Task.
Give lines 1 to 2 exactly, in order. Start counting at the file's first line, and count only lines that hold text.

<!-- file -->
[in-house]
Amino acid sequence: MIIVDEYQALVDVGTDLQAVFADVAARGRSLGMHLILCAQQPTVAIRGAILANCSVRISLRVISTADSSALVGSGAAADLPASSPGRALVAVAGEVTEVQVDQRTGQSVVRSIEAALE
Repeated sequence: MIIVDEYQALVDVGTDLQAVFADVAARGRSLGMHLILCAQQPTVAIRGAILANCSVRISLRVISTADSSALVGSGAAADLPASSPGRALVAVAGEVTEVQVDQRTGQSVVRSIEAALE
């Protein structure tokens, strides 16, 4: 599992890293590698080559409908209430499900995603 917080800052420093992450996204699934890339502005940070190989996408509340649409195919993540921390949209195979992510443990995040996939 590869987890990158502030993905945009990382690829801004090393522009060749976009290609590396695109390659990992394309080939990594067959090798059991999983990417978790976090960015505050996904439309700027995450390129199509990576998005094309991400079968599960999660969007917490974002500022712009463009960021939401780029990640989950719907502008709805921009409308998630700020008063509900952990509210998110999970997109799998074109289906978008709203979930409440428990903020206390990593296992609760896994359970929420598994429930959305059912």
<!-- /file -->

[in-house]
Amino acid sequence: MIIVDEYQALVDVGTDLQAVFADVAARGRSLGMHLILCAQQPTVAIRGAILANCSVRISLRVISTADSSALVGSGAAADLPASSPGRALVAVAGEVTEVQVDQRTGQSVVRSIEAALE